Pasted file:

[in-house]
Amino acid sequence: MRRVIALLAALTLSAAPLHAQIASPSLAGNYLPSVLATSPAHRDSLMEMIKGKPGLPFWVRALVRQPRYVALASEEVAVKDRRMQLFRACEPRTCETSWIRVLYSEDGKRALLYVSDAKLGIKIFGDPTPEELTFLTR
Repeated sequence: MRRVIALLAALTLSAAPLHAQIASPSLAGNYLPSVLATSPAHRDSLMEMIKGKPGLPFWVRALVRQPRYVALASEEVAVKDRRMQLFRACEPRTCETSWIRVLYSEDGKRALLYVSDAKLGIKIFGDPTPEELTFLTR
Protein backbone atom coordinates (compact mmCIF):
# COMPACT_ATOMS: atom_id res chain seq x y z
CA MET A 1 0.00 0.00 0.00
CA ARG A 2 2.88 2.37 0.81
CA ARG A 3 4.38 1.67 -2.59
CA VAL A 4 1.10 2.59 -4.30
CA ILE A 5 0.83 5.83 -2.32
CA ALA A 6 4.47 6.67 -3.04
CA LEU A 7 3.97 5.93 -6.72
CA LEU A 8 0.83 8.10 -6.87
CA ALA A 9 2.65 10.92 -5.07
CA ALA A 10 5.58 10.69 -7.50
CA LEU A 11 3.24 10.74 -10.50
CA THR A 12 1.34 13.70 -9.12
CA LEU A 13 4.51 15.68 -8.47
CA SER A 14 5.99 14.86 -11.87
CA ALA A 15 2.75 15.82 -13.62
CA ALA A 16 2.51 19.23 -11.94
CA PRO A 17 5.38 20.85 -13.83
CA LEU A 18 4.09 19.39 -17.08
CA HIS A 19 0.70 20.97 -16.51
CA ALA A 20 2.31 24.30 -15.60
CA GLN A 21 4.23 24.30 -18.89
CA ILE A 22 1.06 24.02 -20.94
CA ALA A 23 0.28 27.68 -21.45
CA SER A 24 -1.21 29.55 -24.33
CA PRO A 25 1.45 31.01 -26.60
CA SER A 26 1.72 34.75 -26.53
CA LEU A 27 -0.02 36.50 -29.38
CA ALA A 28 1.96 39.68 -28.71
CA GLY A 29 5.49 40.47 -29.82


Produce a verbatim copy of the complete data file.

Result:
[in-house]
Amino acid sequence: MRRVIALLAALTLSAAPLHAQIASPSLAGNYLPSVLATSPAHRDSLMEMIKGKPGLPFWVRALVRQPRYVALASEEVAVKDRRMQLFRACEPRTCETSWIRVLYSEDGKRALLYVSDAKLGIKIFGDPTPEELTFLTR
Repeated sequence: MRRVIALLAALTLSAAPLHAQIASPSLAGNYLPSVLATSPAHRDSLMEMIKGKPGLPFWVRALVRQPRYVALASEEVAVKDRRMQLFRACEPRTCETSWIRVLYSEDGKRALLYVSDAKLGIKIFGDPTPEELTFLTR
Protein backbone atom coordinates (compact mmCIF):
# COMPACT_ATOMS: atom_id res chain seq x y z
CA MET A 1 0.00 0.00 0.00
CA ARG A 2 2.88 2.37 0.81
CA ARG A 3 4.38 1.67 -2.59
CA VAL A 4 1.10 2.59 -4.30
CA ILE A 5 0.83 5.83 -2.32
CA ALA A 6 4.47 6.67 -3.04
CA LEU A 7 3.97 5.93 -6.72
CA LEU A 8 0.83 8.10 -6.87
CA ALA A 9 2.65 10.92 -5.07
CA ALA A 10 5.58 10.69 -7.50
CA LEU A 11 3.24 10.74 -10.50
CA THR A 12 1.34 13.70 -9.12
CA LEU A 13 4.51 15.68 -8.47
CA SER A 14 5.99 14.86 -11.87
CA ALA A 15 2.75 15.82 -13.62
CA ALA A 16 2.51 19.23 -11.94
CA PRO A 17 5.38 20.85 -13.83
CA LEU A 18 4.09 19.39 -17.08
CA HIS A 19 0.70 20.97 -16.51
CA ALA A 20 2.31 24.30 -15.60
CA GLN A 21 4.23 24.30 -18.89
CA ILE A 22 1.06 24.02 -20.94
CA ALA A 23 0.28 27.68 -21.45
CA SER A 24 -1.21 29.55 -24.33
CA PRO A 25 1.45 31.01 -26.60
CA SER A 26 1.72 34.75 -26.53
CA LEU A 27 -0.02 36.50 -29.38
CA ALA A 28 1.96 39.68 -28.71
CA GLY A 29 5.49 40.47 -29.82